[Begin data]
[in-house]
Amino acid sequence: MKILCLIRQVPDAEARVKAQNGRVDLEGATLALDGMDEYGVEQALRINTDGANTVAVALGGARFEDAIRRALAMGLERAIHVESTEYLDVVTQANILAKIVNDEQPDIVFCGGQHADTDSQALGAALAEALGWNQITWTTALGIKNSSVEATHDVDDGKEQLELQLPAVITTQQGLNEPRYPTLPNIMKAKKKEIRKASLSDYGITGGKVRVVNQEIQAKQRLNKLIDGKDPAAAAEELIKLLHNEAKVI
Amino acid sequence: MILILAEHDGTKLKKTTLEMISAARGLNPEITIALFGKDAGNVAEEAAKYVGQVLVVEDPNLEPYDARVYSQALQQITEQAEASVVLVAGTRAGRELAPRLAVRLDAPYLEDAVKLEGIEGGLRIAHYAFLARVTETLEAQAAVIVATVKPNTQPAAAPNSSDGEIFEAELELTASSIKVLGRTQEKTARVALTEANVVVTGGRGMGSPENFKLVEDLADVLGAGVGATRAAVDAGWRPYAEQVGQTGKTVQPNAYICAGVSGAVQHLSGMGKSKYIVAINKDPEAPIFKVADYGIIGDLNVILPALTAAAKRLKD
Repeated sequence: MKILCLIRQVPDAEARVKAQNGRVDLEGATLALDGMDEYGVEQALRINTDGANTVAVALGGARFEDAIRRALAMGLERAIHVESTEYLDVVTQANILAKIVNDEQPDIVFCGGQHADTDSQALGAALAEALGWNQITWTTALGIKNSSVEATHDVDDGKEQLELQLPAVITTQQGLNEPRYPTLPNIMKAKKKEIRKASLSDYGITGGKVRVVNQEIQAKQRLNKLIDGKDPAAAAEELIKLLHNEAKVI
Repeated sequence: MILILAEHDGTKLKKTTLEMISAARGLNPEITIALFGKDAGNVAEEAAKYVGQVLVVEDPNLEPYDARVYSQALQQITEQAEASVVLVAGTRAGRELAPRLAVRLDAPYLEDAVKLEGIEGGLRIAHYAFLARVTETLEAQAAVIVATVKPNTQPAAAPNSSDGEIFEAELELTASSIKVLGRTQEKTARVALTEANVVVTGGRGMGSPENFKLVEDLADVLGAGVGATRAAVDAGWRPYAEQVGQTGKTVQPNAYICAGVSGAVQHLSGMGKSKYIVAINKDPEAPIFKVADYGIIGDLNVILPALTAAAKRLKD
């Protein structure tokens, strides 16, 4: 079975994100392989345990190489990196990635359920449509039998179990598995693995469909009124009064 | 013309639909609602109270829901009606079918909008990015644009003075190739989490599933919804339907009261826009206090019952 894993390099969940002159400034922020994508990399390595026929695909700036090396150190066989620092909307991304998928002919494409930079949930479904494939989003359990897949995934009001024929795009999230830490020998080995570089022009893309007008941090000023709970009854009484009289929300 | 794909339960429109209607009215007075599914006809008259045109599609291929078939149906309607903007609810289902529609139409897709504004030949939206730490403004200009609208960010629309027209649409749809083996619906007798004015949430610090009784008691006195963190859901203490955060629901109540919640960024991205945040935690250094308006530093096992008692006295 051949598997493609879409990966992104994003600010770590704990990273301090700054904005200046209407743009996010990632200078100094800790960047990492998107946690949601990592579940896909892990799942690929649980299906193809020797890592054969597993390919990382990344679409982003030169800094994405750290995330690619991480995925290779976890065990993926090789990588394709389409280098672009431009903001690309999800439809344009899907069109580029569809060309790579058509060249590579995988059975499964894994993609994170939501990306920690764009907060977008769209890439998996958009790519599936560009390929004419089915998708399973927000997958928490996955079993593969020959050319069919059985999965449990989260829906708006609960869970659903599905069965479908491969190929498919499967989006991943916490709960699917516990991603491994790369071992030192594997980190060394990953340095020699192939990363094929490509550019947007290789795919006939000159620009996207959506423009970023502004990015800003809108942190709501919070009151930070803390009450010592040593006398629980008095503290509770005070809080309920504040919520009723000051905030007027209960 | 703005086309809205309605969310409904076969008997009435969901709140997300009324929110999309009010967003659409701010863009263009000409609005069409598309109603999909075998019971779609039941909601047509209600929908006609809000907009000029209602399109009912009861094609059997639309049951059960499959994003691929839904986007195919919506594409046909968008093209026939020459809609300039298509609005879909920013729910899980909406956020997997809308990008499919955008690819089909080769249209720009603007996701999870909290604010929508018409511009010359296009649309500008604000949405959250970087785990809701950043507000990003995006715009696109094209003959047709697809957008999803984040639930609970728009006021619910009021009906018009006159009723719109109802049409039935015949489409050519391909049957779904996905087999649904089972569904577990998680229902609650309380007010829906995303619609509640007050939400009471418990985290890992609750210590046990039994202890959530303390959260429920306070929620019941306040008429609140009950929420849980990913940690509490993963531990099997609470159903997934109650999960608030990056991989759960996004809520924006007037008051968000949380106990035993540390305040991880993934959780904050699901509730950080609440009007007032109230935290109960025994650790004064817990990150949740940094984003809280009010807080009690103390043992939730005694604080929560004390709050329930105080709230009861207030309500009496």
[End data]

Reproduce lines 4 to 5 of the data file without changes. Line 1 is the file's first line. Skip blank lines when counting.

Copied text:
Repeated sequence: MKILCLIRQVPDAEARVKAQNGRVDLEGATLALDGMDEYGVEQALRINTDGANTVAVALGGARFEDAIRRALAMGLERAIHVESTEYLDVVTQANILAKIVNDEQPDIVFCGGQHADTDSQALGAALAEALGWNQITWTTALGIKNSSVEATHDVDDGKEQLELQLPAVITTQQGLNEPRYPTLPNIMKAKKKEIRKASLSDYGITGGKVRVVNQEIQAKQRLNKLIDGKDPAAAAEELIKLLHNEAKVI
Repeated sequence: MILILAEHDGTKLKKTTLEMISAARGLNPEITIALFGKDAGNVAEEAAKYVGQVLVVEDPNLEPYDARVYSQALQQITEQAEASVVLVAGTRAGRELAPRLAVRLDAPYLEDAVKLEGIEGGLRIAHYAFLARVTETLEAQAAVIVATVKPNTQPAAAPNSSDGEIFEAELELTASSIKVLGRTQEKTARVALTEANVVVTGGRGMGSPENFKLVEDLADVLGAGVGATRAAVDAGWRPYAEQVGQTGKTVQPNAYICAGVSGAVQHLSGMGKSKYIVAINKDPEAPIFKVADYGIIGDLNVILPALTAAAKRLKD